The National Biodiesel Board (NBB) welcomed DaimlerChrysler's decision to approve the use of B20, a blend of 20% biodiesel and 80% regular diesel fuel, in its Dodge Ram pickup trucks for government, military and commercial fleet customers. Use of B20 in fleets is approved effective with the 2007 Model Year for Dodge Ram pickups equipped with Cummins diesel engines. DaimlerChrysler is the first U.S. automaker to specifically approve of B20 in a warranty position statement.
Chrysler Group President and CEO Tom LaSorda touted the benefits of biodiesel during his remarks at the Economic Club of Detroit meeting.
"Biofuels represent a huge opportunity to reduce fuel consumption and our dependence on foreign oil, while also offering a significant environmental benefit," said LaSorda. "Biodiesel is proof that at least part of the solution to these national challenges can be homegrown."
Chrysler Group initiated a factory fill of B5 (5% biodiesel) fuel in the Jeep Liberty CRD diesel SUV starting with the 2005 model year. Every vehicle is fueled with B5 at the assembly plant in Toledo, Ohio. "Chrysler Group continues to blaze new trails in the industry by supporting the use of biodiesel in their various diesel vehicle programs," said Joe Jobe, CEO of NBB. "These are important steps in making clean, renewable biodiesel an appealing option for all diesel owners, and we anticipate that other OEMs will follow DaimlerChrysler's lead."
DaimlerChrysler is working with NBB and others to develop a consistent, universally applied American Society for Testing and Materials (ASTM) quality standard specifically for B20 that would allow them to recommend B20 to all owners of Dodge Ram diesels. In the meantime, DaimlerChrysler requires the use of biodiesel produced to the existing ASTM D 6751 specifications for B100 to be used in a blend. The blended B20 must also meet U.S. Military specifications, which include using the B20 within six months. NBB's close work with DaimlerChrysler and other original equipment manufacturers (OEMs) was foundational to Chrysler Group's decision to support B20. Over the past several years, NBB and the diesel engine, fuel injection, and vehicle companies have engaged in extensive biodiesel research and testing programs to develop an informed, fact-based position on the use of up to a 20% biodiesel blend in diesel applications in the U.S. The results of this testing have been based on a stakeholder assessment of actual fleet experience with B20 in controlled validation tests. In addition, NBB, DaimlerChrysler and all the other major vehicle, engine and fuel injection companies are actively engaged in a research program testing B20 and lower blends of biodiesel in the advanced diesel engine platforms mandated by the Environmental Protection Agency (EPA) for 2007 and 2010 model year vehicles. "The NBB's goal is for B20 to be approved in all major diesel engines and vehicles with the new 2007 and later model year engines, and we are making significant progress toward that goal," said NBB Technical Director Steve Howell. Howell noted that while the use of B20 may not void the warranty of U.S. engine manufacturers, this is the first time an OEM has specifically approved B20 use in a warranty statement.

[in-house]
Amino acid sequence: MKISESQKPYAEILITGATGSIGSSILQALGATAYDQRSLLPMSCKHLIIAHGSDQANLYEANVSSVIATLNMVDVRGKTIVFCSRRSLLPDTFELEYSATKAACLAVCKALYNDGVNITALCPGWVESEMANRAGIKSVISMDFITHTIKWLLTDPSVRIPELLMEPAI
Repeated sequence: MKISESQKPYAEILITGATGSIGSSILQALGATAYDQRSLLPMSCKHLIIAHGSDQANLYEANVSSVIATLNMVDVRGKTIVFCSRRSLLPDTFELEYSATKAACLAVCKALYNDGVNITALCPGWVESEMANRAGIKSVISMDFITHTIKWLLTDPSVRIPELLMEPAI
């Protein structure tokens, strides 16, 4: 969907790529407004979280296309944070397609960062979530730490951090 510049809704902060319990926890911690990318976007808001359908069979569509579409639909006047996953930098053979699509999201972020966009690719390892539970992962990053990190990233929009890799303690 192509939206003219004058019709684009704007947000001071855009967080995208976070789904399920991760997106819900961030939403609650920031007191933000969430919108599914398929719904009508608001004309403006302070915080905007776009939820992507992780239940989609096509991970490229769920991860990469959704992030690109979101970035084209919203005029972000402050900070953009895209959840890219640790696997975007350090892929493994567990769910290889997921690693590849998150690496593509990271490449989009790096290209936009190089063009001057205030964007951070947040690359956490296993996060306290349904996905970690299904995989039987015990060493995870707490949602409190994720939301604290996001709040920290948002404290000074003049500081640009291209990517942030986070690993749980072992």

Promoting increased use of biodiesel is a part of DaimlerChrysler's campaign to re-introduce diesel-powered passenger vehicles to U.S. consumers. Modern, clean diesel vehicles offer fuel economy improvements of 30% and reduced greenhouse gas emissions, compared with gas-powered vehicles. At the same time, diesel vehicles provide the power and performance valued by American consumers.
"While diesel technology alone can make big strides toward helping us meet our national energy, environment and security objectives, when you add biodiesel and other biofuels, it gets really exciting," Chrysler Group's LaSorda said.
Nationwide, more than 600 major fleets now use biodiesel commercially, and more than 600 retail filling stations also make it available to the public.